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    • No, that isn't the issue. I know many Arrowmen who are in good standing in their units (the people who honored them with the recognition in the first place), who do not wish to be associated with a lodge. I am one of them The purpose of the OA is not to put another rock in a Scout's rucksack. LOL, no!  https://oa-bsa.org/about/organization-structure Lodges At the local level, lodges exist to serve BSA councils and individual units. The key leaders in the lodge are the youth lodge chief, volunteer adult lodge adviser, and professional staff adviser. The lodge chief presides over the Lodge Executive Committee, which is responsible for executing the annual program of the lodge. While each lodge is different, the Lodge Executive Committee typically consists of one or more vice chiefs, a secretary, and a treasurer, as well as chapter and/or service area chiefs and operating committee chairmen who are responsible for various aspects of the lodge’s program. Many lodges, especially large ones where additional structure is necessary, have service areas and chapters to chapters. These often align with BSA districts and execute the program of the lodge on a community level. Units do not exist to support the lodge!  You have it backwards! This is one key reason that the OA does not fare well.  Many lodges are like big self-licking ice cream cones.  They exist primarily to serve themselves, and that is why many unit leaders do not allow the OA program in their unit! (You do understand that principle of prerogative?) Here, the OA created a Venturing unit just to provide lodge members a place to keep their BSA registrations so they could continue to serve the lodge without being involved with any local units.  The Venturing unit is a "shell corporation."   How do you think the unit leaders in this council view that Crew? As a leader, I encourage our youth to participate in the lodge, if they wish.  But, they are under no obligation to do so. I also tell them that, if that participation detracts from their service to their unit (i.e., the people who selected them for the honor in the first place), then they have misplaced their priorities. Your policeman analogy is unintelligible, and does not clarify.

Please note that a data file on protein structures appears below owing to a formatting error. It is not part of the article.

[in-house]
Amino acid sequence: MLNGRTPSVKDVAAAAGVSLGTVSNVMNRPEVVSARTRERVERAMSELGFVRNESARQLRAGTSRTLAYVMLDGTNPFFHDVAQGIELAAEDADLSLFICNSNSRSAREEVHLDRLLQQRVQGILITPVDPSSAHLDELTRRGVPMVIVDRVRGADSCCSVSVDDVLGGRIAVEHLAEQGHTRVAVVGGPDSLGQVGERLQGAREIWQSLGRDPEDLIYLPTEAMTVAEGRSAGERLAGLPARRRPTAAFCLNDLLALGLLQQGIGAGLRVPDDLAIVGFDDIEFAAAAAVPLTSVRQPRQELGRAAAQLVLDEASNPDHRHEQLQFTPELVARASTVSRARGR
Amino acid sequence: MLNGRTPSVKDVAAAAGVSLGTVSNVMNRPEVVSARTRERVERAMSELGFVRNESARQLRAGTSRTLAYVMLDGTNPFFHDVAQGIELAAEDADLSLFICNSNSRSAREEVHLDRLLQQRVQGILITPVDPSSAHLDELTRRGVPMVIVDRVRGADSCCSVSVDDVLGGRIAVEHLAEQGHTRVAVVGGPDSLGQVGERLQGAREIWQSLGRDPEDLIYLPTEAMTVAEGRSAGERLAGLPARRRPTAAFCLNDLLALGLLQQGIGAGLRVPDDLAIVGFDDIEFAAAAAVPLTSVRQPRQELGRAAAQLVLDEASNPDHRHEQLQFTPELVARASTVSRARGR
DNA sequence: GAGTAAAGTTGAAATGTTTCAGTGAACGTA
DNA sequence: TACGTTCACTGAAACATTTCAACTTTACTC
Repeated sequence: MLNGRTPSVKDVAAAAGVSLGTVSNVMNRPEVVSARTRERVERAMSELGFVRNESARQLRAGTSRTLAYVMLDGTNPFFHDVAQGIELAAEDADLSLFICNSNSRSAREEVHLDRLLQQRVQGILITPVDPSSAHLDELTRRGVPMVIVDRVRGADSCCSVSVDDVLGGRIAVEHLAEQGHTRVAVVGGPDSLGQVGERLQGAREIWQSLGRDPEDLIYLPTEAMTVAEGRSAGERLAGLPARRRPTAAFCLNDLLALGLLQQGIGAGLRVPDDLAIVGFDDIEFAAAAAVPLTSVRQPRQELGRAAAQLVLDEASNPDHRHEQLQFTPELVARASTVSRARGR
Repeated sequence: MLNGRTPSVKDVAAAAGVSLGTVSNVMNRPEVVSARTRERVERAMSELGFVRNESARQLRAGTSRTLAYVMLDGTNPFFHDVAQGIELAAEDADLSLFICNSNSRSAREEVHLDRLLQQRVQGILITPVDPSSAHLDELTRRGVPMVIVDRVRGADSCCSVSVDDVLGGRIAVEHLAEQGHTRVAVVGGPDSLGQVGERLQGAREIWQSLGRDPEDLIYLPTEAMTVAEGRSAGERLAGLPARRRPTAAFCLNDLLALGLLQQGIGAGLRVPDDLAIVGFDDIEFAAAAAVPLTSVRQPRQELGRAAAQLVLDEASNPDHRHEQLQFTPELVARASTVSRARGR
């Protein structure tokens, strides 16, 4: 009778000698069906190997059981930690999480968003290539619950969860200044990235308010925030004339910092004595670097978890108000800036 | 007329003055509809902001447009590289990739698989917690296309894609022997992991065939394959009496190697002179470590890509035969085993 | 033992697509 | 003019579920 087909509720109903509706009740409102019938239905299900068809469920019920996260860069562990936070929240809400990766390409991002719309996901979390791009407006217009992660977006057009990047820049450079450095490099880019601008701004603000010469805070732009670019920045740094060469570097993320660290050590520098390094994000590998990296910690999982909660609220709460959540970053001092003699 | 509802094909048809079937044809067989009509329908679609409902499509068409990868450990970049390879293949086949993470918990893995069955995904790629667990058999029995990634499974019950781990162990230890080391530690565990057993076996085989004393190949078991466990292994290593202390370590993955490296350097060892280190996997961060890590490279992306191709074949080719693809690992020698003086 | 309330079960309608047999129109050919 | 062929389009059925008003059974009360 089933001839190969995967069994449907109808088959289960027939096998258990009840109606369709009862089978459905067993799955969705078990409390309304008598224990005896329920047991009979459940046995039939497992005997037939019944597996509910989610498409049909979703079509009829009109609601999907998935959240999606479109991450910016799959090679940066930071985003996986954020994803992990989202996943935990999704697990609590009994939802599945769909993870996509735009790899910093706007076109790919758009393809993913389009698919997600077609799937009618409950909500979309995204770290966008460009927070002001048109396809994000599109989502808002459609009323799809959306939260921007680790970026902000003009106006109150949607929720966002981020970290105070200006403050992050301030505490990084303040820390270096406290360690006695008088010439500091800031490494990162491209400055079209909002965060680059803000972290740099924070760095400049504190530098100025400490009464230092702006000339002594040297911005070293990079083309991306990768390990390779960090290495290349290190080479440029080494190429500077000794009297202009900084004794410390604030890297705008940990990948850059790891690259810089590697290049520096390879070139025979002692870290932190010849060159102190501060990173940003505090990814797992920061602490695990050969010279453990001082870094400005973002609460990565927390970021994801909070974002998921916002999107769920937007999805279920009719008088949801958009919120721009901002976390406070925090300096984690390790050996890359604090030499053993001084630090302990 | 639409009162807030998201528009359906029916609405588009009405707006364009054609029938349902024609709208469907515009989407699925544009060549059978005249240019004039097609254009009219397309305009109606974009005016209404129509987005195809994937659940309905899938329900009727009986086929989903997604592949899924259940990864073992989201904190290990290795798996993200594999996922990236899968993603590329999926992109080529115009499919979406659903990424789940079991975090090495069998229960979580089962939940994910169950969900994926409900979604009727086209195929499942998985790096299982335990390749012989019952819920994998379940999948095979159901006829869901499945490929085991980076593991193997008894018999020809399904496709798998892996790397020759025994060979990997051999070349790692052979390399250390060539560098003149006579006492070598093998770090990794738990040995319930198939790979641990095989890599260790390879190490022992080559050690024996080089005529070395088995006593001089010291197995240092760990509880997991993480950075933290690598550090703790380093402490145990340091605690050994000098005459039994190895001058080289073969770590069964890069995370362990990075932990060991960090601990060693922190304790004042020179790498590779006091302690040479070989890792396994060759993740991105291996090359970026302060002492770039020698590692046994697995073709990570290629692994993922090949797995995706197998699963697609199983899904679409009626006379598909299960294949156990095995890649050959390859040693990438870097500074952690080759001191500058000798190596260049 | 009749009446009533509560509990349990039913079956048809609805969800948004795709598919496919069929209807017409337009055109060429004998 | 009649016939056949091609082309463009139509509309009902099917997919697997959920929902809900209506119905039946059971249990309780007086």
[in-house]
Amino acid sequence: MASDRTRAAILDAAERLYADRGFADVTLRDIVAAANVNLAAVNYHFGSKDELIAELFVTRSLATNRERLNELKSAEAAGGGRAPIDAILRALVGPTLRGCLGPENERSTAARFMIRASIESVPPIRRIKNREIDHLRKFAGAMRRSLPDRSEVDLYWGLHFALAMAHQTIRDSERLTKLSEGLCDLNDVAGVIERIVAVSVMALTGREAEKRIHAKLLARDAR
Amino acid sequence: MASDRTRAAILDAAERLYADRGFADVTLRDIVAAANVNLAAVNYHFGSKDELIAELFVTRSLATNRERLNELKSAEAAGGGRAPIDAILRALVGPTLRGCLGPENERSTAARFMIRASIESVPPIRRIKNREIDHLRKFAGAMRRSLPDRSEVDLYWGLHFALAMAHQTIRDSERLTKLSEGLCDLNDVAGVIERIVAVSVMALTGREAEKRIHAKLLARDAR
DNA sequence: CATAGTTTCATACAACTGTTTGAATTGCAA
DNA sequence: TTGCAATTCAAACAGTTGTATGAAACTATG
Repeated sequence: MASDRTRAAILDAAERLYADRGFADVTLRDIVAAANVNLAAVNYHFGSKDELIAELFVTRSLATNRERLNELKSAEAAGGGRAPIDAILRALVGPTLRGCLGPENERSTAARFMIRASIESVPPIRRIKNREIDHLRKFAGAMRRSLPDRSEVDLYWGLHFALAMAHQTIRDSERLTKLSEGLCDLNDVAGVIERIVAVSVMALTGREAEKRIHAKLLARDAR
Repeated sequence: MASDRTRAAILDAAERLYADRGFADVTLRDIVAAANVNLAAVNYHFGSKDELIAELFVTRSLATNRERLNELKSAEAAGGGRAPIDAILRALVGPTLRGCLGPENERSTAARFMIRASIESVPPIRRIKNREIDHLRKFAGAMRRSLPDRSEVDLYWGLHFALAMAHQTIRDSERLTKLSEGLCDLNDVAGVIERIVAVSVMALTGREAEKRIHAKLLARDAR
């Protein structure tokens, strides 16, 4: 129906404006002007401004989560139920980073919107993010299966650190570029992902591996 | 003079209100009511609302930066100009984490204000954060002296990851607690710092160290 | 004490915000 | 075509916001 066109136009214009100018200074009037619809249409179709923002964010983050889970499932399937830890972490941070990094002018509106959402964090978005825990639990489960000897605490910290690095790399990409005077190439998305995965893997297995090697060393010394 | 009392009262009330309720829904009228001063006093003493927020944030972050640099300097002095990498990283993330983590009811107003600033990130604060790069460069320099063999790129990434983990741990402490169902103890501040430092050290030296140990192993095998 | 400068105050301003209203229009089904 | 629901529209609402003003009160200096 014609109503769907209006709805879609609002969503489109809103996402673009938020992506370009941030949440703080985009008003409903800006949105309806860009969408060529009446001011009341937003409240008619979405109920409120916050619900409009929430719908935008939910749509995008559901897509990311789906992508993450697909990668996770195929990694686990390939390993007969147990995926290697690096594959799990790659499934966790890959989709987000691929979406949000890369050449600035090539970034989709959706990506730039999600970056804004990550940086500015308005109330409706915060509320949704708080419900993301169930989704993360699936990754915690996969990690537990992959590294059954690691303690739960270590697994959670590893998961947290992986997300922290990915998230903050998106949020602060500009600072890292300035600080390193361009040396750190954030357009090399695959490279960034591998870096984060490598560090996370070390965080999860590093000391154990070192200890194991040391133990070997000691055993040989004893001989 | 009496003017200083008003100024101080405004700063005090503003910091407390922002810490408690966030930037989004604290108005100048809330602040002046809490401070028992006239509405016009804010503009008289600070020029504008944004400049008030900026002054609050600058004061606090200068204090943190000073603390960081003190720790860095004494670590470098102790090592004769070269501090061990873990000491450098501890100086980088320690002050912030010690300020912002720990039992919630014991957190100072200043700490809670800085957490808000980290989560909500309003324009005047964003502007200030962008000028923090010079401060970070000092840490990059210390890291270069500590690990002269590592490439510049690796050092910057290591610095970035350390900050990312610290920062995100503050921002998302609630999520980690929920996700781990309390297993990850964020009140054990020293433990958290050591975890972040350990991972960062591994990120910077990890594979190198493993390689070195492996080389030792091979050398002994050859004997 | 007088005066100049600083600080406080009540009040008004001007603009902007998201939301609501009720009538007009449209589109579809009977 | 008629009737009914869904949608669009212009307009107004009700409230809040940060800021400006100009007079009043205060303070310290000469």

• What does a Scout do [with a previous award] if they convert to another faith? - The Scout may continue wearing the "previous" award at her discretion. Do they need to do the program over again or can they simply switch the pin to the one corresponding faith they now follow? - The "program" is different for each faith.  That is, the requirements for a religious award for each faith are different and often have different levels based on age/grade.  If the Scout wishes to earn the award for her new faith, she must complete its requirements (from scratch, so to speak). - A Scout may not earn an award in one faith and then wear the 'equivalent' award from another faith, as the requirements for each award are different.  That is, having a religious award from one faith does not grant you the "analogous" religious award in another faith. As stated above, the specific religious awards are not BSA awards.  BSA recognizes the accomplishment when a youth completes the award requirements sponsored by a specific faith. A recognition of the accomplishment comes in two forms: 1.  A medal (or some other recognition) is awarded by an organization sponsoring the award of that particular faith.  BSA does not procure nor award these "medals"  You must get them from the specific organization/faith to be presented at a ceremony of the Scout's choice.  You can find a list of contacts for those organizations here https://www.scouting.org/awards/religious-awards/chart/ Many of those awards have links you can follow to view the requirements.  Some even have a downloadable workbook.  YMMV. 2.  Once a Scout earns the particular award, then she is entitled to wear a knot on her uniform signifying the accomplishment (wearing the medal previously awarded might be kinda clunky on the shirt)  The knot for youth is this https://www.scoutshop.org/youth-religious-award-knot-5007.html And multiple levels of the award are recognized by device pins, corresponding to the program of Scouting during which the award was earned.  Here is the Scouts, BSA device: https://www.scoutshop.org/boy-scout-pin-device-927.html and these are BSA items     Here is some more info explaining the program... https://blog.scoutingmagazine.org/2017/11/13/scouts-guide-earning-religious-emblem/ And you can find out how to wear them in the Guide to Awards and Insignia https://filestore.scouting.org/filestore/pdf/33066/33066_Religious_Emblems_WEB.pdf Finally, any youth/adult may earn these awards.  They do not have to be Scouts.  To wear the BSA knot and devices, you must be a Scout/Scouter.   Hope this answers your questions.